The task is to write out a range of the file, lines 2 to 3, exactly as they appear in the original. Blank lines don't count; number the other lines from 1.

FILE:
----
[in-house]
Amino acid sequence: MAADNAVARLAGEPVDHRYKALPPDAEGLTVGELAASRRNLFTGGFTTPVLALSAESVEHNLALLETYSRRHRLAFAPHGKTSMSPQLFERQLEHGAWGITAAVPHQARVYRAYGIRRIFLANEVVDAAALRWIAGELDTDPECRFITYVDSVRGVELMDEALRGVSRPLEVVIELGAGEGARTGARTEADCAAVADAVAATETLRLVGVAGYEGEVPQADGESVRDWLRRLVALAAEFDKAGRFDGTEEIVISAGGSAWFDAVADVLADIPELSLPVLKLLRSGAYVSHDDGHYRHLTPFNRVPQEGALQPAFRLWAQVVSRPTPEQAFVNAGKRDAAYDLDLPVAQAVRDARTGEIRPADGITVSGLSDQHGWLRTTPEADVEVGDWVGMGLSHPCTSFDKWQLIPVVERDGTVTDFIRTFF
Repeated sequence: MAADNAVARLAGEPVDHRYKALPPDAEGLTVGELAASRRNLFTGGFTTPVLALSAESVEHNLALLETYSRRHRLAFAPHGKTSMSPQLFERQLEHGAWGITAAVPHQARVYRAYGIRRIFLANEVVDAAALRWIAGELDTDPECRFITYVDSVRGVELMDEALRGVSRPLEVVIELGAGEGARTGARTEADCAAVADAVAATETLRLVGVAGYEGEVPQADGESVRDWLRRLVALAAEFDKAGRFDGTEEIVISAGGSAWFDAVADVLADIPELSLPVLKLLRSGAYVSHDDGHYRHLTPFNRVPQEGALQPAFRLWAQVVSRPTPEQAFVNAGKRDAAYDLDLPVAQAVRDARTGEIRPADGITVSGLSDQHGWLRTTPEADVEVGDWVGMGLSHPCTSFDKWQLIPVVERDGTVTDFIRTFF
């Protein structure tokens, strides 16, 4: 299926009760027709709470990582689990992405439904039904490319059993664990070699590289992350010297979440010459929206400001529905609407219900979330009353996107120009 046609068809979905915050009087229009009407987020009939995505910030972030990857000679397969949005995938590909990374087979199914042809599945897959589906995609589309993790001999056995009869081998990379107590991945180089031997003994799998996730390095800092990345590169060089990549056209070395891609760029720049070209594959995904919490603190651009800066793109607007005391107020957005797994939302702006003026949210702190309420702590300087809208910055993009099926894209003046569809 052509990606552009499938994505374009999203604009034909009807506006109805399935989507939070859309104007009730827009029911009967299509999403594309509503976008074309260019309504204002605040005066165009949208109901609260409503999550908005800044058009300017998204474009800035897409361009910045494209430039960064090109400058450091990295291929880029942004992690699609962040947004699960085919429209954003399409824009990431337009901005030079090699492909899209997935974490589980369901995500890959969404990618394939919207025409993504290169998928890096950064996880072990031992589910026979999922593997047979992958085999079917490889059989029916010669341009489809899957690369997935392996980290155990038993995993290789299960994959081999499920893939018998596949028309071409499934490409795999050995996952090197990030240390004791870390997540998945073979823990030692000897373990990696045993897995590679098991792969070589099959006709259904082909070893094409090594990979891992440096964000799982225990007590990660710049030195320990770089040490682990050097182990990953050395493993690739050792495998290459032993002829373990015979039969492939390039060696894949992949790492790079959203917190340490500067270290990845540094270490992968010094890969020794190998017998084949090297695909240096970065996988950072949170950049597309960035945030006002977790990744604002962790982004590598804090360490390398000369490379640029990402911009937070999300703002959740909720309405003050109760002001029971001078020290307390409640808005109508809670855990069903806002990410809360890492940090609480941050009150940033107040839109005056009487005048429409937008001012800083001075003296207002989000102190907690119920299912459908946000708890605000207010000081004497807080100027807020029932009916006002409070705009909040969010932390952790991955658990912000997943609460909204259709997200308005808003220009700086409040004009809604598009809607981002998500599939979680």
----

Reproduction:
Amino acid sequence: MAADNAVARLAGEPVDHRYKALPPDAEGLTVGELAASRRNLFTGGFTTPVLALSAESVEHNLALLETYSRRHRLAFAPHGKTSMSPQLFERQLEHGAWGITAAVPHQARVYRAYGIRRIFLANEVVDAAALRWIAGELDTDPECRFITYVDSVRGVELMDEALRGVSRPLEVVIELGAGEGARTGARTEADCAAVADAVAATETLRLVGVAGYEGEVPQADGESVRDWLRRLVALAAEFDKAGRFDGTEEIVISAGGSAWFDAVADVLADIPELSLPVLKLLRSGAYVSHDDGHYRHLTPFNRVPQEGALQPAFRLWAQVVSRPTPEQAFVNAGKRDAAYDLDLPVAQAVRDARTGEIRPADGITVSGLSDQHGWLRTTPEADVEVGDWVGMGLSHPCTSFDKWQLIPVVERDGTVTDFIRTFF
Repeated sequence: MAADNAVARLAGEPVDHRYKALPPDAEGLTVGELAASRRNLFTGGFTTPVLALSAESVEHNLALLETYSRRHRLAFAPHGKTSMSPQLFERQLEHGAWGITAAVPHQARVYRAYGIRRIFLANEVVDAAALRWIAGELDTDPECRFITYVDSVRGVELMDEALRGVSRPLEVVIELGAGEGARTGARTEADCAAVADAVAATETLRLVGVAGYEGEVPQADGESVRDWLRRLVALAAEFDKAGRFDGTEEIVISAGGSAWFDAVADVLADIPELSLPVLKLLRSGAYVSHDDGHYRHLTPFNRVPQEGALQPAFRLWAQVVSRPTPEQAFVNAGKRDAAYDLDLPVAQAVRDARTGEIRPADGITVSGLSDQHGWLRTTPEADVEVGDWVGMGLSHPCTSFDKWQLIPVVERDGTVTDFIRTFF